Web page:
Buildings Recycled, Business Emerges
by JOE FITZGIBBON
Traditionally, a fifth anniversary celebration calls for a gift of wood. But if you are the ReBuilding Center, that also includes metal, brick, marble and tile.
Located at North Mississippi Avenue and Fremont Street, the huge warehouse of used and low-cost building materials will mark its five years of operations with a community party from 10 a.m. to 5 p.m. Saturday. In additional to a giant sale, the nonprofit organization will offer free remodeling demonstrations, a recycled-art show, games, food and refreshments.
The ReBuilding Center opened on a small lot in Northwest Portland in 1997 as a project of Our United Villages, a volunteer group that wanted to divert reusable construction materials from area landfills. Members began by calling friends, contractors and developers, offering to pick up unwanted items and equipment.
Within a year, the volume of donations doubled, then tripled. So did the number of customers looking for bargains. The center moved to North Portland.
"We realized quickly that we had to find a larger space — preferably something permanent — but we were pretty low on funds," said Shane Endicott, co-founder and executive director. "So, one of our board members let us max out his credit card and we moved over here."
Within a month, Endicott said, the ReBuilding Center was operating in the black. Today, the organization employs 50 workers, mostly Boise neighborhood residents, and, with the assistance of about 500 part-time volunteers, recycles about 3,000 tons of materials each year.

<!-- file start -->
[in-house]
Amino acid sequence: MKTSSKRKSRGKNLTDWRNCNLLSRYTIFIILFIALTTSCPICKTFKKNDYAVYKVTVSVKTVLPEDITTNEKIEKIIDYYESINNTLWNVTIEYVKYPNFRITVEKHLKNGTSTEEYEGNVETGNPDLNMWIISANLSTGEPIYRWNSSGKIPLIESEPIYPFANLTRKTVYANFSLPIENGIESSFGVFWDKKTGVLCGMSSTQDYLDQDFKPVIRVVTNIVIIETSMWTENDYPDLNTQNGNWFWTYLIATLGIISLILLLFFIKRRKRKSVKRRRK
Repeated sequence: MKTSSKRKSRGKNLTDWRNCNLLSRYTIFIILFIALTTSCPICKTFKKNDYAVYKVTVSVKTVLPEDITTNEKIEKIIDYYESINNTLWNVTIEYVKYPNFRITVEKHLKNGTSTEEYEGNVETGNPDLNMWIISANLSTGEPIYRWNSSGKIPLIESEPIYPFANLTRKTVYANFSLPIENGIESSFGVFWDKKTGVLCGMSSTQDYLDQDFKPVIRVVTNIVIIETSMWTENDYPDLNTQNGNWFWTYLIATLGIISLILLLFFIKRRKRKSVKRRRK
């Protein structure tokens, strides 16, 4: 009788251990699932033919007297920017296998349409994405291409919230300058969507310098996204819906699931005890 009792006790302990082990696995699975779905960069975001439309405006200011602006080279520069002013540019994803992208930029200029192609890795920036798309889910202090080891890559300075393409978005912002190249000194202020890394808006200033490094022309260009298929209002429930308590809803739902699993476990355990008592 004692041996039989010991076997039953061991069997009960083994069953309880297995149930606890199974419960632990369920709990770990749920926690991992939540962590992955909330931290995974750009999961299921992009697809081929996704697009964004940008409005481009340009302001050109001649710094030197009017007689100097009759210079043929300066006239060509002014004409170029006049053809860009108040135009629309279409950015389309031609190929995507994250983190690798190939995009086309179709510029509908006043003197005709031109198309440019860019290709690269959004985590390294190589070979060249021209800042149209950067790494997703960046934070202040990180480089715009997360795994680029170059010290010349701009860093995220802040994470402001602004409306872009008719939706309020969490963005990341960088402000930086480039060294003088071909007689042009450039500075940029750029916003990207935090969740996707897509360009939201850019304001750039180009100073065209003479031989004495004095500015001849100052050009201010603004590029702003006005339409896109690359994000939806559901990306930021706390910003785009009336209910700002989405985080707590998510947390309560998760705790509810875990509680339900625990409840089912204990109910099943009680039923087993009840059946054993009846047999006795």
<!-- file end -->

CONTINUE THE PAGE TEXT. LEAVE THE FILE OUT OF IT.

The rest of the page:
"Four other centers have tried something like this but without much luck," Endicott added. "We've succeeded because our philosophy isn't so much about making a profit as it is in keeping as much material out of landfills as possible, while reinvesting our funds into providing livable wages for our employees."
In addition to its scavenger-hunt atmosphere, the center fields several teams of deconstructionists, trained six-member crews that disassemble vintage homes and commercial structures in the Portland area from roof joists to floor boards. About 80 percent of salvaged materials are resold at the center.
Crew chief Andre Burgoyne said he was bored working as a graphic designer when he joined one of the deconstruction crews.
"The best part of the job is seeing the way people are changing their minds about using materials from old homes," Burgoyne said. "It's awesome knowing that instead of destroying a house with all that craftsmanship, we can help it find new life somewhere else."
Today, the center is a home remodeler's paradise. Doors, window frames and appliances are stacked alongside bins of plumbing supplies, electrical fixtures and bathroom accessories. Rows of theater seats rest against a giant hot tub, while stacks of lumber from a gymnasium floor butt up against an assortment of sinks, church pews and water fountains.
Each day, dozens of trucks and vans pull up with donated materials from residential and commercial buildings. Customers expecting a high-pressure sales force are surprised to find staff members wandering through the stacks offering free advice. Visitors are encouraged to stroll through the small demonstration center and borrow from the stacks of do-it-yourself books.
The ReBuilding Center recently launched a $1.5 million campaign to cover its open lots and expand to a vacant lot next door. The new structure will not only double the inventory of homebuilding items but also include a community gathering place for the neighborhood. Organizers said it will add 25 to 30 jobs on site.
With more than half the funds raised through donations and grants, Endicott said he expects remodeling to start by February.
"Ideally, we're going to use as many recycled materials as we can," he said. "One of our goals is to demonstrate for people that something they might be thinking about throwing away could benefit others."
The ReBuilding Center is at 3625 N. Mississippi Ave.
For more information, call 503-331-1877